Next year I am taking on a new role at a new school, and I couldn’t be more excited. I am the inaugural Vice Principal of Student Engagement and Experiential Development at Havergal College – an all girls Independent School in Toronto. Their mascot is “The Havagator” – a green and gold alligator, so I’m going to adopt a metaphor for this post: that the future of education is a bit of a swamp, but some people and creatures are just meant to live and thrive in it.
This was a metaphor adopted in 2013 by Fullan and Donnelly in their paper entitled “Alive in the Swamp“. In it they explain how the swamp is a place where there are many different variations of life, and from which new life could potential spring: “Two powerful forces are combining to procreate the swamp. One is a relentless ‘push’ factor; the other is a prodigious and exponential ‘pull’ phenomenon. The push factor is how incredibly boring school has become…The counterforce is the ‘pull’ of rapidly expanding digital innovations that are the result of lean and not so lean start–ups, as small–scale entrepreneurs and behemoth businesses and financiers populate the digital swamp. The result is an exciting but undisciplined explosion of innovations and opportunities.” These push and pull factors need to be examines, analyzed and tailored for our schools.
In this paper, Fullan and Donnelly provide examples of schools that are making new life in the swamp and bring that life and energy to their schools. I would put forth that there are examples of this in CIS Ontario and CAIS schools too. I have just returned from the CAIS Leadership Institute where, with @jmedved, I was facilitating a module entitled “Design Thinking for School Innovation“. Through this module, I was able to learn about the many varied ways that schools are meeting the challenge presented by the swamp, and it was incredibly exciting!
I strongly recommend this article for the following because:
- It provides an excellent context for the role of technology alongside pedagogy and systems/structures of schools. The big insight here is that the key factor to successful EdTech integration across a system is the pedagogy associated with it.
- It provides an innovation index – a framwork to bring discipline and understanding to the swamp! (See screen cap below)
- It provides examples of schools already moving in this direction.
Not only that, but it places the emphasis of effective change on what is happening on the ground in schools. For example, it refers to the power of shifting the role of teacher from facilitator (guide on the side) to activator. In this way, teachers are now in the position to inspire students by setting ambitious, yet achievable goals for students, and ultimately enabling students to set them themselves. In this role, teachers have an impact scale three times that as a facilitator (Fullan & Donnelly, 2013)
Teacher as activator (effect size .60) Included: reciprocal teaching – where student and teachers are both ‘teachers’ learning from each other; regular, tailored feedback; teacher–student verbal interaction; meta cognition – making explicit the thinking process; challenging goals – setting ambitious and achievable learning goals. (Fullan & Donnelly, 2013)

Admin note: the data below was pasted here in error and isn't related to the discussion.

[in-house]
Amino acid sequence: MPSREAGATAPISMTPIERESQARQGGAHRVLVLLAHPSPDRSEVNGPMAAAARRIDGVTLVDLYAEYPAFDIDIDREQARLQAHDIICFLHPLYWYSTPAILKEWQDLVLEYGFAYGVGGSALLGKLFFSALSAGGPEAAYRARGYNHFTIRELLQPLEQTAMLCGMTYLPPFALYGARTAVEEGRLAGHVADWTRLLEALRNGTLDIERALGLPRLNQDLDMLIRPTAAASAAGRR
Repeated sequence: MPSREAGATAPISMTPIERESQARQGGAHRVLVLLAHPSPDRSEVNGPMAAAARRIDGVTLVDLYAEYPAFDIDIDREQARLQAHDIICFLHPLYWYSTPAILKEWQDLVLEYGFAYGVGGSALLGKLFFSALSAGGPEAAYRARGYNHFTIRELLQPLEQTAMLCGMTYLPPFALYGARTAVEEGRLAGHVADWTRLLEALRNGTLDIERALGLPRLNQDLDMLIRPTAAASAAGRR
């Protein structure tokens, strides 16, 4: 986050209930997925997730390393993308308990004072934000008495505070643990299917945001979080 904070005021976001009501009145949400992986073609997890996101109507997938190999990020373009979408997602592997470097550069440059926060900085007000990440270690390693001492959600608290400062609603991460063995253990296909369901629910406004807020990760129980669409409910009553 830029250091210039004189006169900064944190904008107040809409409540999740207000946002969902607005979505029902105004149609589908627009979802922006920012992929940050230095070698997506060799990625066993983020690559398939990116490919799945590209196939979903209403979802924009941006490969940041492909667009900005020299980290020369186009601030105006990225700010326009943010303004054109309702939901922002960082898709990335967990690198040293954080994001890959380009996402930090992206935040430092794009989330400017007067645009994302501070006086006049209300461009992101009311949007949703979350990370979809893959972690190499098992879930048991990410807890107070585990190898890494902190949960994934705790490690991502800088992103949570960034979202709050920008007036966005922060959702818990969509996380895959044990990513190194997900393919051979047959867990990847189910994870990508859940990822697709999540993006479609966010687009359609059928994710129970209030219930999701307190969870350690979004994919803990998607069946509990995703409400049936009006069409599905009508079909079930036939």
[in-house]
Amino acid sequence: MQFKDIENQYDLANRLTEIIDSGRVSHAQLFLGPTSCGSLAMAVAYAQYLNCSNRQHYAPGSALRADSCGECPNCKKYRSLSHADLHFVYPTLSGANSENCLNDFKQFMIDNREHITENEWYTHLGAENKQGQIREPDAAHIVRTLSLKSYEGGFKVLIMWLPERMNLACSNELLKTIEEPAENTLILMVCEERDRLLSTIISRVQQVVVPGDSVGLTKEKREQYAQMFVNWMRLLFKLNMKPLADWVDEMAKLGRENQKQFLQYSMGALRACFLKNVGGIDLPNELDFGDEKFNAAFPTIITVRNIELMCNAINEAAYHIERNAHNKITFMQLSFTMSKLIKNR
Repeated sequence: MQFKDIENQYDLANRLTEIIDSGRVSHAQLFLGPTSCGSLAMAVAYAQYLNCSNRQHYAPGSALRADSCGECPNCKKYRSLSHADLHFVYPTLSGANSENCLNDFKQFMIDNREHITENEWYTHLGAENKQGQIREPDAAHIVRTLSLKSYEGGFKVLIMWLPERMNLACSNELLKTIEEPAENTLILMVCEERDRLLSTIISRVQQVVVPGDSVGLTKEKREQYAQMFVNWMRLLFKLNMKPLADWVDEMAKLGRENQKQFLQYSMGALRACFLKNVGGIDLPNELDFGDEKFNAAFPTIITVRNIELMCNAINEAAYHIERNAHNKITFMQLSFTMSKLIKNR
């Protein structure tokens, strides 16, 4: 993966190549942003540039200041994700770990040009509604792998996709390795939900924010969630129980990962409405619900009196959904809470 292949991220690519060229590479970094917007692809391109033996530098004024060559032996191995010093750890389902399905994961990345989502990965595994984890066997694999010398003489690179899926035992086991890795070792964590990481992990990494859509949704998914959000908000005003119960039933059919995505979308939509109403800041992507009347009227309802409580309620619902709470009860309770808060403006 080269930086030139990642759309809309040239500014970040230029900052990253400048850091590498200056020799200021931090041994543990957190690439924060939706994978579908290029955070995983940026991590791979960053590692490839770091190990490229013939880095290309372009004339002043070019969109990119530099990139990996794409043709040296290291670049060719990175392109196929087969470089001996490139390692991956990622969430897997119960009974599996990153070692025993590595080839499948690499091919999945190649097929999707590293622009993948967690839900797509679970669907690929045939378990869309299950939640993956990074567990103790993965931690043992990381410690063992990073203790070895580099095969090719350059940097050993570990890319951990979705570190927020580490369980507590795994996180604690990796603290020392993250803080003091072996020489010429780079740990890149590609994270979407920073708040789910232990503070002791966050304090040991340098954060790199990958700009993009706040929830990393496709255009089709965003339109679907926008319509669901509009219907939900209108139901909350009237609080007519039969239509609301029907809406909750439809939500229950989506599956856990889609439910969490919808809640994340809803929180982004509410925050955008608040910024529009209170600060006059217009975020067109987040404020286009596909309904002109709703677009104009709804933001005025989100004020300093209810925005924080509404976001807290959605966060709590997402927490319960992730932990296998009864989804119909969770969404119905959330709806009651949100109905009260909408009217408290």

It also provides practical and concrete ways for a school system to improve student learning through technology. This paper cites strategies for administration and teachers alike. Fullan and Donnelly place great emphasis on pedagogy, and in particular the structure of the learning process through learning goals.
To achieve a green rating, generally each activity, overall lesson and broad course of study should have clear, quantified outcome(s). These learning outcomes and goals should be communicated and shared effectively within the school and, of course, with students, teachers, parents and the broader system. The innovation should be able to demonstrate strong benefits for customers and/or students. (Fullan & Donnelly, 2013)
Alive in the Swamp also provides the reader with provocative questions about the implementation of technology. These are questions that we, as educators need to be asking not just once, but several times through the course of the year. They act as excellent check-ins for effectiveness and setting/assessing targets.
To evaluate value for money we asked the following questions: Are there overall school cost savings realised by the innovation? Is the product of sufficient value, demonstrated by learning outcomes, to justify change? How expensive is the product or design change itself? Are there hidden costs such as infrastructure upgrades? Does the product accelerate quality learning? (Fullan and Donnelly, 2013)
In fact, these questions reminded me of the work I did in 2015 with CAIS Project 2051. It is papers like these, and books like Grant Lichtman’s #EdJourney, that inspire questions – challlenging questions – that will push education forward through effective pedagogy married with thoughtful and deliberate use of technology. For more on this see my previous post.
It is my hope that through Havergal’s strategic plan, and the mandate presented to me, that we can bring some new life to education through exciting and thoughtful innovations. Through the already exciting work being done by colleagues throughout Canada, the great work of CIS Ontario schools and Cohort 21 participants and alumni, and through the work being done with CAIS in Project 2051, I know that Independent school education in Canada’s swamp is thriving!